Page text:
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Theory for all the Single-Phase Flow Interfaces

The single-phase fluid-flow interfaces are based on the Navier-Stokes equations, which in their
most general form read

Equation 4-5 is the continuity equation and represents the conservation of mass. Equation 4-6 is
a vector equation and represents the conservation of momentum. Equation 4-7 describes the
conservation of energy, formulated in terms of temperature. This is an intuitive formulation that
facilities specification of boundary conditions.

3.1.1

The Continuity Equation

Figure 1 Finite control volume fixed in space (Jiyuan, Yeoh and Liu 2008)

Mass Conservation
By the conservation of mass, matter cannot be created or destroyed. Figure shows an arbitrary
control volume V fixed in space and time. A fluid is considered to be moving through the fixed
control volume and flows across the control surface. For mass conservation, the rate of change of
mass within the control volume is equivalent to the mass flux crossing the surface S of volume V.

Equation 3.1 shows the mass conservation in integral form where

is the unit normal vector.

d
dV V ndS
dt V
S
[3.1]
By Gausss divergence theorem, the volume integral of a divergence of a vector is equated to an
area integral over the surface that defines the volume. This is shown in equation 3.2.

d
divV dV V ndS
dt V
S
[3.2]

The surface integral of equation 3.1 can be replaced by the volume integral of equation 3.2. This
gives

( V ) dV 0
t

[3.3]

( V ) divV
where

Recall:

We define the operator

(pronounced del) by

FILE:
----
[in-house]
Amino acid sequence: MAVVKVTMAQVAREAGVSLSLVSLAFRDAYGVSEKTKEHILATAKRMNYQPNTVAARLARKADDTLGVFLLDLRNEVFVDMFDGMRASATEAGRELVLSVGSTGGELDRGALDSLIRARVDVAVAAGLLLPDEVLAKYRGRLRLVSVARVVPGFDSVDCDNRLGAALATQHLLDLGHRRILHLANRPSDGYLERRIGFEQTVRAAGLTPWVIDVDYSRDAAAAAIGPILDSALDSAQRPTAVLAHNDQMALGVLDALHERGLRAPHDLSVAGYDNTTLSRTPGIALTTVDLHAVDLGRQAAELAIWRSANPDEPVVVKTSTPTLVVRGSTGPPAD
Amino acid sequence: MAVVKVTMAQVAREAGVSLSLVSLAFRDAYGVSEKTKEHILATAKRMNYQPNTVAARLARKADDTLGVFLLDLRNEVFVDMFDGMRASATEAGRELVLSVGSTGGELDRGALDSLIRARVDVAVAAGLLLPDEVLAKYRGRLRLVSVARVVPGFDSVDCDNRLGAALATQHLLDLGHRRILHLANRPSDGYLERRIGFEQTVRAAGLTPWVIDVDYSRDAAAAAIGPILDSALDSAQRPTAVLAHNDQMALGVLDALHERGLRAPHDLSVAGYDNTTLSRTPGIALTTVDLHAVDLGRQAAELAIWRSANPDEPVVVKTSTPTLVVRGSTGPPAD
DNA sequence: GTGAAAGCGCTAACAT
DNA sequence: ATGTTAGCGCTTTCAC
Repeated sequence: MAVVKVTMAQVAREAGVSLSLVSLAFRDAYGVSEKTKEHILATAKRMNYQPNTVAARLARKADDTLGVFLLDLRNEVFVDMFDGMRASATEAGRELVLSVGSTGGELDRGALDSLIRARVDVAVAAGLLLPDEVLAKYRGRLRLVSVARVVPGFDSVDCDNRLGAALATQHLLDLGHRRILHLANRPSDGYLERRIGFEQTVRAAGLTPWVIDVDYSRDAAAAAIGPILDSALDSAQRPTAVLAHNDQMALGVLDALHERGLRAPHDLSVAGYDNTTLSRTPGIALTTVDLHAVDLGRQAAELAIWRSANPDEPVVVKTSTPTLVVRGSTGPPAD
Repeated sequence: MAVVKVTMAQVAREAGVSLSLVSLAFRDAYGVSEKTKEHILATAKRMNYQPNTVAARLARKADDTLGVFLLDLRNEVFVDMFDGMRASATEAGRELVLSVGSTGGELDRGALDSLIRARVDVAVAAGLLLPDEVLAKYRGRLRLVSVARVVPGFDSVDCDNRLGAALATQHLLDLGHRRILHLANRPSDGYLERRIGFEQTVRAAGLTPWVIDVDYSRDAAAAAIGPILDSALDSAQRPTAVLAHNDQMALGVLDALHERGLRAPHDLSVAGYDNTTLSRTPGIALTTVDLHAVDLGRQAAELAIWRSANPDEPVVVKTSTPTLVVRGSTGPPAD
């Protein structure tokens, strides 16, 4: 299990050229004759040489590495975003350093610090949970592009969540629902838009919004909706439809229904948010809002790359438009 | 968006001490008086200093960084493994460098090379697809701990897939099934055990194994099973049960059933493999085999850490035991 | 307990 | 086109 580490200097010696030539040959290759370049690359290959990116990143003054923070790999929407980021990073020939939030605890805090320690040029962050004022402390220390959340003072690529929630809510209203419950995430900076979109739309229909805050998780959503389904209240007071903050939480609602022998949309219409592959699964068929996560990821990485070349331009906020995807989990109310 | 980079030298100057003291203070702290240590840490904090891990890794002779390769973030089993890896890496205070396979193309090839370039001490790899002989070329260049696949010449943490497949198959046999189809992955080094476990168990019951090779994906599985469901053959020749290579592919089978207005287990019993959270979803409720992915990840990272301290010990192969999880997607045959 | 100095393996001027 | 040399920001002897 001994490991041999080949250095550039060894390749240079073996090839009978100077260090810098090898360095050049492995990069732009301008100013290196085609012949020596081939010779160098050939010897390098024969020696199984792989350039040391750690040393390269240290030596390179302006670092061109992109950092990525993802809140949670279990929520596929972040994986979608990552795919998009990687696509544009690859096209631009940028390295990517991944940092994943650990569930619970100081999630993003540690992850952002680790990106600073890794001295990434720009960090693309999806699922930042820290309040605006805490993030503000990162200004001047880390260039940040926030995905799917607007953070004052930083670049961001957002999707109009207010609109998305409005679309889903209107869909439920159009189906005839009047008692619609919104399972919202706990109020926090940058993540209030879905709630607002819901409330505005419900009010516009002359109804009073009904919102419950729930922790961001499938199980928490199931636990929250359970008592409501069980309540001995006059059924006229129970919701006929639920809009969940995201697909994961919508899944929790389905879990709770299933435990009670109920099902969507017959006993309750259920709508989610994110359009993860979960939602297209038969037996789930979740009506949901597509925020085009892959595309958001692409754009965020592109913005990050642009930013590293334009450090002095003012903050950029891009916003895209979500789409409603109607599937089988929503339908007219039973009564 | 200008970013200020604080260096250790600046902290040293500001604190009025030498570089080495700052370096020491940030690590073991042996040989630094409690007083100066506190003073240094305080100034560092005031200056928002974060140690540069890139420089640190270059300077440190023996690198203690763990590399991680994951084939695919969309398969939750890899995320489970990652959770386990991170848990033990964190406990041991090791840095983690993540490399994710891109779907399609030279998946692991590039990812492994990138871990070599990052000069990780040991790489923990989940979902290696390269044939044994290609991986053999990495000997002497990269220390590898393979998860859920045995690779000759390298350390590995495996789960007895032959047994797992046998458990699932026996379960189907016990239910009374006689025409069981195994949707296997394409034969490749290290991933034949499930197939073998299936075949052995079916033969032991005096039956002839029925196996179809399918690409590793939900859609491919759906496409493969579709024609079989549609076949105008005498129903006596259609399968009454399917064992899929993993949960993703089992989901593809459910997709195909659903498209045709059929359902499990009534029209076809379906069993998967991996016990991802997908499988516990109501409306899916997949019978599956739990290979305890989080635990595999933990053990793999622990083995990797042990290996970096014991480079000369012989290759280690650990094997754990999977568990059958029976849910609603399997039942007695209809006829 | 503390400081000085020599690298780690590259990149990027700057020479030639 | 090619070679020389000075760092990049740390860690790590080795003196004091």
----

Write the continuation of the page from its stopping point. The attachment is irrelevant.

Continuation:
j k
x
y
z

We define the divergence of a vector field F, written divF or

P, Q, R
with F. So if F =

, then


P Q R
, ,
P , Q, R

x y z
x y z

divF =
Notice that divF is a scalar.
Equation 3.3 is valid for any size of volume V. This implies that

, as the dot product of del


( V ) 0
t

[3.4]

is the fluid velocity which can be described by the local velocity Cartesian components u, v

and w. The local velocity components are functions of location (x, y, z) and time (t).
Equation 3.4 is the mass conservation equation for fluid flow which for a Cartesian coordinate
system can be expressed as

u v w

0
t
x
y
z
[3.5]
Expanding equation 3.5 using the chain rule and grouping the density terms gives

u v w

0
u
v
w

t
x
y
z
x y z

Or

D / Dt

u v w
D
0


Dt
x y z

[3.6]

[3.7]

D / Dt
is the substantial derivative in Cartesian coordinates.

is the time rate of change

of density following a moving fluid element (Jiyuan, Yeoh and Liu 2008, 65-66).

3.1.2

The Momentum Equation

Force Balance

For a general variable property per unit mass denoted as

, the substantial derivative of

with

respect to time is given by

u
v
w
Dt
t
x
y
z
[3.8]

Equation 3.8 defines the rate of change of the variable property

per unit mass. To obtain the

rate of change of the variable property

per unit volume, the substantial derivative of

is

multiplied by the density .

u
v
w
Dt
t
x
y
z
[3.9]

Equation 3.9 represents the non-conservation form of the rate of change of the variable property

per unit volume.

Figure 2 Surface forces acting on the infinitesimal control volume for the velocity
component u. Deformed fluid element due to the action of the surface forces
(Jiyuan, Yeoh and Liu 2008)

Figure 14 shows an infinitesimal control volume fluid element. The sum of the forces acting on
the fluid element, by Newtons second law of motion, is equal to the product of its mass and